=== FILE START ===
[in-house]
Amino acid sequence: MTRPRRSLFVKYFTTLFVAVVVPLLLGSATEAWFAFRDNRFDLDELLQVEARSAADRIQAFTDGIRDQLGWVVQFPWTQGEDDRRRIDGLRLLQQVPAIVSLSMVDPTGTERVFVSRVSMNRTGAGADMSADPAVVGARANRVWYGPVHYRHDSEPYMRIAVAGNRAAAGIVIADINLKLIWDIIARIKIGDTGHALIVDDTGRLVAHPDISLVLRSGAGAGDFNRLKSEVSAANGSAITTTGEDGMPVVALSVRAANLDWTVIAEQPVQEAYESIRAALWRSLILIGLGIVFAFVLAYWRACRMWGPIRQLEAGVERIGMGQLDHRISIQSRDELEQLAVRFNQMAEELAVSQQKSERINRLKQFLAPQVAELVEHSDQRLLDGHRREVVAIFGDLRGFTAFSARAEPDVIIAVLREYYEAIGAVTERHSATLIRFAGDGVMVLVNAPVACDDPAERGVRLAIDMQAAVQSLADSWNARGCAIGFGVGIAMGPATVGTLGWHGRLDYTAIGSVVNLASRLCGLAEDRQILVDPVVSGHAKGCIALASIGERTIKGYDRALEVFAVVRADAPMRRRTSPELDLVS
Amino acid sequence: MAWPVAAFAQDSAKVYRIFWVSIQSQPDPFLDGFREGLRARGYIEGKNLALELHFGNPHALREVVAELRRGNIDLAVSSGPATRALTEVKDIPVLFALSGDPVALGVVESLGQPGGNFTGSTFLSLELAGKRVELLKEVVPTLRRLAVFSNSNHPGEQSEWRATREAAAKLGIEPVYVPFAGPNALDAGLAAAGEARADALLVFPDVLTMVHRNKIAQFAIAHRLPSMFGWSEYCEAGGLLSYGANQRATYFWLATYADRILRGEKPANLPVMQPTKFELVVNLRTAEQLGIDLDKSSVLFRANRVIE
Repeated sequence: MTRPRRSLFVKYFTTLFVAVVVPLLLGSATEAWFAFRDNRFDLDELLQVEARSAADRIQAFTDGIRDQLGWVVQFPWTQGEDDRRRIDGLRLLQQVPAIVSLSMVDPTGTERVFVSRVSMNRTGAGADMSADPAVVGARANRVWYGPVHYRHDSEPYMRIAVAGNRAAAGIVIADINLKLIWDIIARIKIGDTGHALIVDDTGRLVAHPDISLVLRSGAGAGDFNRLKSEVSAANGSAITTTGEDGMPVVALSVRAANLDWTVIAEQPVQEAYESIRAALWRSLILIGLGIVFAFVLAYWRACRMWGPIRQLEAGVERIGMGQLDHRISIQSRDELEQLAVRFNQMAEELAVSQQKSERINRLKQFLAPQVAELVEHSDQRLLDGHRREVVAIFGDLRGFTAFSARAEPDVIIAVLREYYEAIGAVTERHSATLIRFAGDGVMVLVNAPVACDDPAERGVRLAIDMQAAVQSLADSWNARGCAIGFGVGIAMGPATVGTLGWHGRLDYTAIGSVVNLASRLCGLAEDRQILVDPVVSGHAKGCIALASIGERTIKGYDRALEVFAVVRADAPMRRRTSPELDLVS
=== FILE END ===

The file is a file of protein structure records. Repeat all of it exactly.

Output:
[in-house]
Amino acid sequence: MTRPRRSLFVKYFTTLFVAVVVPLLLGSATEAWFAFRDNRFDLDELLQVEARSAADRIQAFTDGIRDQLGWVVQFPWTQGEDDRRRIDGLRLLQQVPAIVSLSMVDPTGTERVFVSRVSMNRTGAGADMSADPAVVGARANRVWYGPVHYRHDSEPYMRIAVAGNRAAAGIVIADINLKLIWDIIARIKIGDTGHALIVDDTGRLVAHPDISLVLRSGAGAGDFNRLKSEVSAANGSAITTTGEDGMPVVALSVRAANLDWTVIAEQPVQEAYESIRAALWRSLILIGLGIVFAFVLAYWRACRMWGPIRQLEAGVERIGMGQLDHRISIQSRDELEQLAVRFNQMAEELAVSQQKSERINRLKQFLAPQVAELVEHSDQRLLDGHRREVVAIFGDLRGFTAFSARAEPDVIIAVLREYYEAIGAVTERHSATLIRFAGDGVMVLVNAPVACDDPAERGVRLAIDMQAAVQSLADSWNARGCAIGFGVGIAMGPATVGTLGWHGRLDYTAIGSVVNLASRLCGLAEDRQILVDPVVSGHAKGCIALASIGERTIKGYDRALEVFAVVRADAPMRRRTSPELDLVS
Amino acid sequence: MAWPVAAFAQDSAKVYRIFWVSIQSQPDPFLDGFREGLRARGYIEGKNLALELHFGNPHALREVVAELRRGNIDLAVSSGPATRALTEVKDIPVLFALSGDPVALGVVESLGQPGGNFTGSTFLSLELAGKRVELLKEVVPTLRRLAVFSNSNHPGEQSEWRATREAAAKLGIEPVYVPFAGPNALDAGLAAAGEARADALLVFPDVLTMVHRNKIAQFAIAHRLPSMFGWSEYCEAGGLLSYGANQRATYFWLATYADRILRGEKPANLPVMQPTKFELVVNLRTAEQLGIDLDKSSVLFRANRVIE
Repeated sequence: MTRPRRSLFVKYFTTLFVAVVVPLLLGSATEAWFAFRDNRFDLDELLQVEARSAADRIQAFTDGIRDQLGWVVQFPWTQGEDDRRRIDGLRLLQQVPAIVSLSMVDPTGTERVFVSRVSMNRTGAGADMSADPAVVGARANRVWYGPVHYRHDSEPYMRIAVAGNRAAAGIVIADINLKLIWDIIARIKIGDTGHALIVDDTGRLVAHPDISLVLRSGAGAGDFNRLKSEVSAANGSAITTTGEDGMPVVALSVRAANLDWTVIAEQPVQEAYESIRAALWRSLILIGLGIVFAFVLAYWRACRMWGPIRQLEAGVERIGMGQLDHRISIQSRDELEQLAVRFNQMAEELAVSQQKSERINRLKQFLAPQVAELVEHSDQRLLDGHRREVVAIFGDLRGFTAFSARAEPDVIIAVLREYYEAIGAVTERHSATLIRFAGDGVMVLVNAPVACDDPAERGVRLAIDMQAAVQSLADSWNARGCAIGFGVGIAMGPATVGTLGWHGRLDYTAIGSVVNLASRLCGLAEDRQILVDPVVSGHAKGCIALASIGERTIKGYDRALEVFAVVRADAPMRRRTSPELDLVS